HomeAustralia and New ZealandTabcorp to pay $860 million for 20-year extension of exclusive Victorian wagering license

Tabcorp to pay $860 million for 20-year extension of exclusive Victorian wagering license

Tabcorp to pay $860 million for 20-year extension of exclusive Victorian wagering license

Shares of Tabcorp experienced a significant boost on Monday following the announcement of a two-decade extension of its exclusive Victorian license for retail wagering and pub betting.

The largest wagering group in the country agreed to a substantial deal, committing to a payment of $600 million upfront and an additional $30 million annually for the next 19 years, totalling $1.2 billion. These annual payments are fixed and not tied to inflation, giving the current value of the total payment an estimated $864 million.

Given Victoria’s prominence in the racing world – with events like the iconic Melbourne Cup – international rivals, including Sportsbet, have sought entry into the market. However, Tabcorp’s move ensures its continued exclusivity in the region, keeping competitors at bay.

The market responded positively to the news, with Tabcorp shares soaring 23 percent to reach 90¢ in early-afternoon trade, marking their highest level in months. Analysts, including Jefferies’ Simon Thackray, expressed optimism, considering the outcome better than anticipated.

Thackray noted, “[It] should alleviate investor uncertainty on the Victorian licence outcome … as well as discussion on shared licence outcomes which could have been operationally messy.”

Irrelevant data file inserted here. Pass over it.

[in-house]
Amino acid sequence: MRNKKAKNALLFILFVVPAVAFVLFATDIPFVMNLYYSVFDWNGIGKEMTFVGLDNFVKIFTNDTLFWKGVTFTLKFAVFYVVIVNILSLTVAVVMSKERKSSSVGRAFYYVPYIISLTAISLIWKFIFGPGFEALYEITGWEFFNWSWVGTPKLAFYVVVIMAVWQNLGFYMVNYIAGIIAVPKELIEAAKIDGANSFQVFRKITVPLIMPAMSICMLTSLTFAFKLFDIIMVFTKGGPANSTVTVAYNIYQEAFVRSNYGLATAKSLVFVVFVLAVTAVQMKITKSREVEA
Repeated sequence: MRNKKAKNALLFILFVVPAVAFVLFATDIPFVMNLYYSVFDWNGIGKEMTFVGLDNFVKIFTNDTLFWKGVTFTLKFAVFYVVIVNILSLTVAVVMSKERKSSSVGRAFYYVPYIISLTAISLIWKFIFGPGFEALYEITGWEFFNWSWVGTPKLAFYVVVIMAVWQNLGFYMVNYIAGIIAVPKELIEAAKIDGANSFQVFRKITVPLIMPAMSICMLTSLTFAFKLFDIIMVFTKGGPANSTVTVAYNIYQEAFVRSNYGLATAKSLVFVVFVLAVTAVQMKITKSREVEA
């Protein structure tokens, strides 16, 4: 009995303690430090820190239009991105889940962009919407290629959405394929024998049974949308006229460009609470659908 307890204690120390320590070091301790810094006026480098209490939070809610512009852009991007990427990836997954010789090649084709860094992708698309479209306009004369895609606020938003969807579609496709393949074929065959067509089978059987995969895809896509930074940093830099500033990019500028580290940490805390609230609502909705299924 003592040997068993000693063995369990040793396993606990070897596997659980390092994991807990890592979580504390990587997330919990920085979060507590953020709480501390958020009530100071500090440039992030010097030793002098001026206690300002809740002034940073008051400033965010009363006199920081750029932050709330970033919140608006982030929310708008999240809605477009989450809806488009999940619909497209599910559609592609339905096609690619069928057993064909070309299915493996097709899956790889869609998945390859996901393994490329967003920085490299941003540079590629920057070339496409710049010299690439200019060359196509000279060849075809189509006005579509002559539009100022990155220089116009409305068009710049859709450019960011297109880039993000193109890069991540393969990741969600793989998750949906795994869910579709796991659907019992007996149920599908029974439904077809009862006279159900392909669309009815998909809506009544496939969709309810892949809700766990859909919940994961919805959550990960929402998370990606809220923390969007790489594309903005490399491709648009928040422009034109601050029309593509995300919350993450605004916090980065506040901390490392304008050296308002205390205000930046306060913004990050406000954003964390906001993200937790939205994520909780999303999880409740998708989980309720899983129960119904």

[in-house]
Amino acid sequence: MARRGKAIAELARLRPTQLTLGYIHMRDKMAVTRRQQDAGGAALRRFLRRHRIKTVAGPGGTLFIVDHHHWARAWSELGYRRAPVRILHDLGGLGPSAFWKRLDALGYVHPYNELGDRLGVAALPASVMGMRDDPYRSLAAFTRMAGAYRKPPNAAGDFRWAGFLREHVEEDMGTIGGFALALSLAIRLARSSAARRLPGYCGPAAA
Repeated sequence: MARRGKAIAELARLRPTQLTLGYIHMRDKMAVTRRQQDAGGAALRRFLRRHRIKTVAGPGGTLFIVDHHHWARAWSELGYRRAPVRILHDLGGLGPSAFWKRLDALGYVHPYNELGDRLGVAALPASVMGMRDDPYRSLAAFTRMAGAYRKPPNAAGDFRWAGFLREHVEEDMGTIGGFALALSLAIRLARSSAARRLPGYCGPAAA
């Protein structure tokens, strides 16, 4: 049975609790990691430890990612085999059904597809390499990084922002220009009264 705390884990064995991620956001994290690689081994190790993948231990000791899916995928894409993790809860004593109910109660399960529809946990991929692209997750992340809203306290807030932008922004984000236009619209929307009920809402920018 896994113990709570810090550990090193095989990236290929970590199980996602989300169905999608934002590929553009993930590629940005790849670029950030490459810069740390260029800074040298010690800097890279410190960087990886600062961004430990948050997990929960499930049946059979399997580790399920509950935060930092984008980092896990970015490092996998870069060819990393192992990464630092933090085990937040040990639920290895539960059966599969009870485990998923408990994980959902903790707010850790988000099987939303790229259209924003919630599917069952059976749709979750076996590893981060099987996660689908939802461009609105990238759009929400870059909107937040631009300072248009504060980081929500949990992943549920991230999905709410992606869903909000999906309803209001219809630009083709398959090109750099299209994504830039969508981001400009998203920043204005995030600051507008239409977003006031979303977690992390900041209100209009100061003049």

The agreement also signifies a shift in the structure, eliminating joint venture arrangements with the Victorian racing industry. In return, Tabcorp will experience reduced fees and taxes, while the point of consumption tax for all bookmakers will increase from 10 percent to 15 percent.

Tabcorp CEO Adam Rytenskild highlighted the company’s ongoing restructuring efforts, initiated with the demerger of The Lottery Corporation last year.

“Before we demerged, we didn’t have any level playing fields, and now we have four,” Rytenskild stated, referencing Victoria, Queensland, Tasmania and the ACT.

“Victoria is the best licence in the country, and it is the prototype for the rest of the country.”

The Victorian license extension follows a similar move in Queensland last year, which analysts estimated would save Tabcorp $30 million annually. The company stated that if the terms of the new Victorian license had been in effect earlier, its earnings in the last financial year would have been $140 million higher.

Tabcorp’s aim to compete with digital challengers like Sportsbet and Entain involves reducing fees for exclusive licensing and implementing higher taxes across the sector. Rytenskild asserted that Tabcorp has stabilised its market share and digital presence, expressing a commitment to growth in the face of evolving market dynamics.

“We are competing better than we ever have,” he said.

“It has stabilised somewhat, and Spring Carnival was actually quite good.

“The main focus is how we are competing in whatever the market is and ultimately looking to take share and grow the market. Cycles come and go, and the announcement [of the new Victorian licence] is much bigger than just six months of a soft market.”

Despite recent warnings of soft trading conditions, Tabcorp sees the new Victorian license as a pivotal announcement with implications extending beyond short-term market fluctuations.

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